BROOCH or BUCKLE:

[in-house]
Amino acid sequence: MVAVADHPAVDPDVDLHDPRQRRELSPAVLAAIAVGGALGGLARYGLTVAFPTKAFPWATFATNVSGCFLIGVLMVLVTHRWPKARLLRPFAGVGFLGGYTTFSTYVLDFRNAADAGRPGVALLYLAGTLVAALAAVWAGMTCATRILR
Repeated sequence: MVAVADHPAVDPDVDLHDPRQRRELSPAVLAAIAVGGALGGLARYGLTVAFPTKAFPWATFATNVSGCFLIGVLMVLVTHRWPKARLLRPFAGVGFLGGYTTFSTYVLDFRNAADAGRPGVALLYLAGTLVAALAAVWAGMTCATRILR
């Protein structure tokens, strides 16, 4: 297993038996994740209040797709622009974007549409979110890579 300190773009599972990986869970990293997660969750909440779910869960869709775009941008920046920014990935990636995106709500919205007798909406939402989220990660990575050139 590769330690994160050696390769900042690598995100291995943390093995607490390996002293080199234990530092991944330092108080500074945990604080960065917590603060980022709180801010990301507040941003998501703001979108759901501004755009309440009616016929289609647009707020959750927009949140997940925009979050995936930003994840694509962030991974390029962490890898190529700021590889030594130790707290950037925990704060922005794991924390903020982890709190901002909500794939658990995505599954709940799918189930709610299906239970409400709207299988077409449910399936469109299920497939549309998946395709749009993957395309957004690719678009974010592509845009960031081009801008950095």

A term which occurs in I. Mace. x. 89, xi. 58, xiv. 44, as the translation of the Greek πόρπη; Latin, fibula. This was a ring made of metal (often gold) and set with precious stones, through which passed a pin. It was used, in the manner of the modern safety-pin, to fasten the overgarment to the shoulder. By the Romans brooches were often given as presents; and in the army they were bestowed as marks of distinction or rewards for meritorious service, like modern orders and decorations. When of gold, they resembled the epaulets now worn by the higher military officers. From the passages quoted above it is evident that in the East kings or high dignitaries (priests) were exclusively the recipients; something of the ancient Taboo apparently surviving in this restricted use. In Ex. xxxv. 22, R. V., "brooch" is the rendering of the Hebrew , which, however, was a nose-ring (see Bridle; compare II Kings xix. 28).